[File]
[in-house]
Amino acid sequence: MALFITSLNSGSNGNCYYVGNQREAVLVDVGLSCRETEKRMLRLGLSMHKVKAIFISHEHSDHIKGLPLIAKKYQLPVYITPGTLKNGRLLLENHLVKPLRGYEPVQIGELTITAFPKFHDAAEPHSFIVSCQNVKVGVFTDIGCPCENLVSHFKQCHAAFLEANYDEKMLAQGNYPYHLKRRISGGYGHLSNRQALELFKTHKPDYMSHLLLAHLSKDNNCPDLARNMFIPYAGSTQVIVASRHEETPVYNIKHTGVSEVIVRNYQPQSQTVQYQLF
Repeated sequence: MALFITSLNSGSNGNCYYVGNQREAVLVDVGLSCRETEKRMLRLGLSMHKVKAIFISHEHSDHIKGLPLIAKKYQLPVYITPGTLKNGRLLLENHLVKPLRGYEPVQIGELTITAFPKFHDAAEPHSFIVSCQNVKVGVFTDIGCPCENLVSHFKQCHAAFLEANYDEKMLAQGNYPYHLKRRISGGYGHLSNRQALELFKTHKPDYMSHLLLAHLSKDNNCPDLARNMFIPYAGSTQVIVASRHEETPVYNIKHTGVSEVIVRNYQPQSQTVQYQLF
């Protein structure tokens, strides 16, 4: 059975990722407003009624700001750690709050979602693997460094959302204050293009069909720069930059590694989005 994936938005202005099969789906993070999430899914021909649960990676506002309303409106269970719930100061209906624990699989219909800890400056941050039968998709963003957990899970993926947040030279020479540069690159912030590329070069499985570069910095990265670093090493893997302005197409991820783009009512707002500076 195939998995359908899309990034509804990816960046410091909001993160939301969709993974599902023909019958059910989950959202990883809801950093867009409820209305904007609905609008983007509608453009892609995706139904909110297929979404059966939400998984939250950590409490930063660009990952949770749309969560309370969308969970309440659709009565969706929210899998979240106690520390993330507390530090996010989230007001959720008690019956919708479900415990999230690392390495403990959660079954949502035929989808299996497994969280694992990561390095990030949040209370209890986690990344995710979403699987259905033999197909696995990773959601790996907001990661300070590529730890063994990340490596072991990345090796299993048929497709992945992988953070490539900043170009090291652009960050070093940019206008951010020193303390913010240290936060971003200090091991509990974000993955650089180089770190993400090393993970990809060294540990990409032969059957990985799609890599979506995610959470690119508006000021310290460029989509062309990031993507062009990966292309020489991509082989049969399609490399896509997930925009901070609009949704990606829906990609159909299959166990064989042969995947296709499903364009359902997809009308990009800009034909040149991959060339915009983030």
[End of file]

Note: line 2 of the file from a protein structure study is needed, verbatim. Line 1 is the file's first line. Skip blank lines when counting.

Amino acid sequence: MALFITSLNSGSNGNCYYVGNQREAVLVDVGLSCRETEKRMLRLGLSMHKVKAIFISHEHSDHIKGLPLIAKKYQLPVYITPGTLKNGRLLLENHLVKPLRGYEPVQIGELTITAFPKFHDAAEPHSFIVSCQNVKVGVFTDIGCPCENLVSHFKQCHAAFLEANYDEKMLAQGNYPYHLKRRISGGYGHLSNRQALELFKTHKPDYMSHLLLAHLSKDNNCPDLARNMFIPYAGSTQVIVASRHEETPVYNIKHTGVSEVIVRNYQPQSQTVQYQLF